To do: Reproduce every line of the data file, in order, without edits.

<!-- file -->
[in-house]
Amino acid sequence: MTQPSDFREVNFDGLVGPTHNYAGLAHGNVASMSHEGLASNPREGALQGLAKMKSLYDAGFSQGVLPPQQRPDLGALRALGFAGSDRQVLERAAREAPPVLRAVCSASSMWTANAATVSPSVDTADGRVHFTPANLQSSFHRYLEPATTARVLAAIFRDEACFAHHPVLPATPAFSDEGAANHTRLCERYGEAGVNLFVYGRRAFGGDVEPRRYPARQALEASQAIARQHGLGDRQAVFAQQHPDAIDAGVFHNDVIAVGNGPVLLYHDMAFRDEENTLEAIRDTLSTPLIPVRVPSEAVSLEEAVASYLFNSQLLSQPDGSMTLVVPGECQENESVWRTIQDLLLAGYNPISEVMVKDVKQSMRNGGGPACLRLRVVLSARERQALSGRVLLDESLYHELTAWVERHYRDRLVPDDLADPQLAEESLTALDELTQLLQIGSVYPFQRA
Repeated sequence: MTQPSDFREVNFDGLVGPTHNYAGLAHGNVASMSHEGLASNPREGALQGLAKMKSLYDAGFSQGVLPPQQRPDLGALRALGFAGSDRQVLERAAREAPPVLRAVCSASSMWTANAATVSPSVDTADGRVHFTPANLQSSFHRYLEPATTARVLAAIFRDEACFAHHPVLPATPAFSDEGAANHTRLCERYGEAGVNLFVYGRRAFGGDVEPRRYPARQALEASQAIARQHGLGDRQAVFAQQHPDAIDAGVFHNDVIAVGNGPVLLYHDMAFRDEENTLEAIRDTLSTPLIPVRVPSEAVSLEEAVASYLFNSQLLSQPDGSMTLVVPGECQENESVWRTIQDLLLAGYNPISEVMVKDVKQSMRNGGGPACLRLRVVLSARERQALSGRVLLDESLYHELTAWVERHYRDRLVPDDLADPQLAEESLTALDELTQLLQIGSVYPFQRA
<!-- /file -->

[in-house]
Amino acid sequence: MTQPSDFREVNFDGLVGPTHNYAGLAHGNVASMSHEGLASNPREGALQGLAKMKSLYDAGFSQGVLPPQQRPDLGALRALGFAGSDRQVLERAAREAPPVLRAVCSASSMWTANAATVSPSVDTADGRVHFTPANLQSSFHRYLEPATTARVLAAIFRDEACFAHHPVLPATPAFSDEGAANHTRLCERYGEAGVNLFVYGRRAFGGDVEPRRYPARQALEASQAIARQHGLGDRQAVFAQQHPDAIDAGVFHNDVIAVGNGPVLLYHDMAFRDEENTLEAIRDTLSTPLIPVRVPSEAVSLEEAVASYLFNSQLLSQPDGSMTLVVPGECQENESVWRTIQDLLLAGYNPISEVMVKDVKQSMRNGGGPACLRLRVVLSARERQALSGRVLLDESLYHELTAWVERHYRDRLVPDDLADPQLAEESLTALDELTQLLQIGSVYPFQRA
Repeated sequence: MTQPSDFREVNFDGLVGPTHNYAGLAHGNVASMSHEGLASNPREGALQGLAKMKSLYDAGFSQGVLPPQQRPDLGALRALGFAGSDRQVLERAAREAPPVLRAVCSASSMWTANAATVSPSVDTADGRVHFTPANLQSSFHRYLEPATTARVLAAIFRDEACFAHHPVLPATPAFSDEGAANHTRLCERYGEAGVNLFVYGRRAFGGDVEPRRYPARQALEASQAIARQHGLGDRQAVFAQQHPDAIDAGVFHNDVIAVGNGPVLLYHDMAFRDEENTLEAIRDTLSTPLIPVRVPSEAVSLEEAVASYLFNSQLLSQPDGSMTLVVPGECQENESVWRTIQDLLLAGYNPISEVMVKDVKQSMRNGGGPACLRLRVVLSARERQALSGRVLLDESLYHELTAWVERHYRDRLVPDDLADPQLAEESLTALDELTQLLQIGSVYPFQRA